Thirty-two years since Bhopal gas tragedy, there is no clarity on the number of dead and those affected, say activists who peg the death figures between 20,000 and 25,000 while the government lists 5,295 deaths.
The gas leak from US firm Union Carbide’s pesticide plant in 1984 had killed over 20,000 people, says gas activist Abdul Jabbar. “But according to the record of the Bhopal gas welfare commissioner, 15,342 people were provided compensation under death category,” he said.
Jabbar, who has been fighting several cases on various aspects of the tragedy, said although the gas leak and its after-effects continue to affect people, the death registration of gas victims was stopped in 1997. “Does it mean there is no one left who is suffering from gas tragedy now?” he asked.
Rachna Dhingra, of Bhopal Group for Information and Action, recalled that in a letter to then Prime Minister (Manmohan Singh) in 2011, chief minister Shivraj Singh Chouhan had also presented the same number, 15,342, as the number of dead in the Bhopal gas tragedy.
However, the Central government, in a curative petition filed in SC in 2010, had sought compensation for “5,295 deaths” and 5,27,894 affected from the US firm, now owned by Dow Chemicals.
ND Jayaprakash, co-convener of the Bhopal Gas Peedith Sangharsh Sahayog Samiti (BGPSSS) told HT that BGPSSS and Bhopal Gas Peedith Mahila Udyog Sanghathan (BGPMUS) had serious differences with Centre’s stand on the number of dead.
“The stand of BGPMUS and BGPSSS regarding the number of dead (20,000+) and seriously injured (150,000+) has already been explained our 2010 Special Leave Petition (SLP) that is pending before the Supreme Court,” he said.
He also said it is astonishing that the Centre had made no attempt to place the relevant Indian Council of Medical Research (ICMR) reports before the Claim Courts to enable them to assess fairly the types and gravity of injuries suffered by the Bhopal gas victims.
“In the absence of proper health booklets, which the ICMR and the State Government had failed to provide to each gas-victim, circumstantial evidence would have been very valuable in determining the likely degree of injury suffered by a gas-victim,” he said.
The 2015-16 report of Bhopal gas relief and rehabilitation department, the latest by the state government, states that 5,474 death claims have been accepted out of the 22,151 claims made so far. The report also states that 5.74 lakh claims of those affected out of a total 10.29 lakh have been accepted so far.
‘Will do everything to help affected people’
When asked about the confusion, minister of state for Bhopal gas relief and rehabilitation Vishwas Sarang said they are trying to find a solution.
“There are many complex issues related to the Bhopal disaster. We will do everything possible to provide succour to all affected people,” he said.
Another activist Satinath Sarangi, who arrived in Bhopal a day after the tragedy, said death figures mentioned in the curative petition filed in 2010 by the Central government is also at odds with MP government’s Action Plan 2008, according to which 16,000 people had died in the tragedy.
“The death and injury figures have been downplayed. The categorisation of injuries of over 90% of gas-affected has been listed as ‘temporary injuries’. It is due to flawed system of medical categorisation,” he said.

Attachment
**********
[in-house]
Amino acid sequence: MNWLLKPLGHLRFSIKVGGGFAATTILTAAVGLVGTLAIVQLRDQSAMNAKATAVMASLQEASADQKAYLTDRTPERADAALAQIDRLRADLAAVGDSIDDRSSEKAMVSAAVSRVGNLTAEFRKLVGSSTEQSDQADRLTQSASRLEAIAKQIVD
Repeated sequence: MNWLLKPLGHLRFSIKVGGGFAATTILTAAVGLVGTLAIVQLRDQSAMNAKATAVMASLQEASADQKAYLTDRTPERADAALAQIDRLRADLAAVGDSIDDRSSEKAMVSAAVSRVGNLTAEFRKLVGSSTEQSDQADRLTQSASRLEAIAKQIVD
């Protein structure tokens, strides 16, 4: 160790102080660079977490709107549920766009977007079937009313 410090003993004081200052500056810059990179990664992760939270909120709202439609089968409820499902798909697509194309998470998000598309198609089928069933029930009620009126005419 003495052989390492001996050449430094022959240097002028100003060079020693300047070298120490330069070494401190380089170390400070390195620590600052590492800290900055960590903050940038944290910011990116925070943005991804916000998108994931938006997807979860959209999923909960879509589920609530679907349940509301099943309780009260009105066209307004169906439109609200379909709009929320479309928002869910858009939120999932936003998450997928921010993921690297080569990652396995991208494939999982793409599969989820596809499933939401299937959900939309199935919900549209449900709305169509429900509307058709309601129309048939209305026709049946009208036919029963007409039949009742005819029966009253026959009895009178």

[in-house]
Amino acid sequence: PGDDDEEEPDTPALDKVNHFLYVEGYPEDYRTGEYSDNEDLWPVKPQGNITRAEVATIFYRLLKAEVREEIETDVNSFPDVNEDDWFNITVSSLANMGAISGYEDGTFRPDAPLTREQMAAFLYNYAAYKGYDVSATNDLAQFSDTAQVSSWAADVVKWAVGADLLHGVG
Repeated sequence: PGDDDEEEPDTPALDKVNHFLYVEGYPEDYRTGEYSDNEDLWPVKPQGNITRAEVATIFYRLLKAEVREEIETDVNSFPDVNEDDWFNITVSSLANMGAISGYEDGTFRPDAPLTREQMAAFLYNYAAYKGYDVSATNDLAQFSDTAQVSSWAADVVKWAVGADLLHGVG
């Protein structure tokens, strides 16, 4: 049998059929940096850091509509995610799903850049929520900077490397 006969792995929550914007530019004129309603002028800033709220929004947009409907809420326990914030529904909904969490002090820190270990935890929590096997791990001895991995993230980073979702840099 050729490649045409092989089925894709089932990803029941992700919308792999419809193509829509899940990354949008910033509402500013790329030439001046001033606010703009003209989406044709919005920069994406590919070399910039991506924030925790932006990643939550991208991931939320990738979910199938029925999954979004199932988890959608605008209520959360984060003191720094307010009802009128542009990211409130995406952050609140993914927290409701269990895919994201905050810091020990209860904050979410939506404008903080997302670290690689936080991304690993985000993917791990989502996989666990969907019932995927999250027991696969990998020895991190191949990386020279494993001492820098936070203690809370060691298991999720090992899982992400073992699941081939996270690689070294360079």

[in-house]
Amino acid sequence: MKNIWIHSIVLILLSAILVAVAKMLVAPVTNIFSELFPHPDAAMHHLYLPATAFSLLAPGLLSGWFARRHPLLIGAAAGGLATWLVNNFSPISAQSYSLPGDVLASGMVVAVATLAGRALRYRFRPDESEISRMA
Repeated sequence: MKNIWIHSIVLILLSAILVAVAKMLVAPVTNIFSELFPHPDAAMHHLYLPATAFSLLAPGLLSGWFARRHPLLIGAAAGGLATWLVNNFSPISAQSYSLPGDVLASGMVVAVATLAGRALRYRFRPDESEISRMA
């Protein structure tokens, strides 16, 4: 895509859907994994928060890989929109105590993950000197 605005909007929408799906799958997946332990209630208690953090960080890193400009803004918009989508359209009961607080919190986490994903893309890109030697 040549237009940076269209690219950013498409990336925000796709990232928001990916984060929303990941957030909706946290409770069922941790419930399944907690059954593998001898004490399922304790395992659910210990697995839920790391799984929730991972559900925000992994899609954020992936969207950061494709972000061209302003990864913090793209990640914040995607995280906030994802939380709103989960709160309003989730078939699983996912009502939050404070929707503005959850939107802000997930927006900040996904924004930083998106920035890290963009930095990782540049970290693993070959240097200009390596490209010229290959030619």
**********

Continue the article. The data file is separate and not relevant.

Sarangi also noted that under the procedure set for medical categorisation, the three main tests—pulmonary function test, exercise tolerance test and urinary thiocyanate test—were carried out on less than 18% of the claimants.
“Many affected people couldn’t provide required medical records and documents during their categorisation,” he said.
‘Toxic waste a blot on Swachh Bharat’
The non-disposal of toxic waste lying in the heart of India, in the state capital, will be a blot on the Swachh Bharat Abhiyan, says activist Abdul Jabbar.
“How can we have Swachh Bharat, if thousands of tonnes of toxic waste stored and buried in and around Union Carbide, remains lying in Bhopal,” he questions.
A toxic story
Over the last three decades, there have been over 16 studies on toxic waste, soil and groundwater contamination.
Set up to manufacture pesticides, the Union Carbide plant ended up killing and maiming thousands
1969: Union Carbide sets up pesticide plant in Bhopal. Hazardous waste routinely dumped in factory premises
1977: Solar evaporation ponds built on 32 acres for dumping of hazardous wastes
December 2-3, 1984: Poisonous gas leak from Union Carbide pesticides factory
1990: Citizen’s Environmental Laboratory in Boston identifies toxic materials in the soil and water surrounding the plant
1991: State Research Laboratory of PHE department reports chemical contamination in samples taken from 11 tubewells in the area
1994: NEERI reports that over one-fifth of the factory site had been used for dumping hazardous waste
1996: State Research Laboratory of PHE department again reports chemical contamination in samples taken from 11 tubewells in the area
1999: Greenpeace International conducts a study that finds Carbide plant area to be high in mercury and 12 volatile organochlorine compounds (VOCs)
January 2002: A scientific report finds lead and mercury in the breast milk of nursing mothers in communities around the plant
August 14, 2015: 10 tonnes of toxic waste incinerated at the treatment storage disposal facility (TDSF) in Pithampur on a trial basis, three years after Supreme Court order
December 2015: Central Pollution Control Board (CPCB) forwards report of trial runs of toxic waste disposal to Union environment ministry.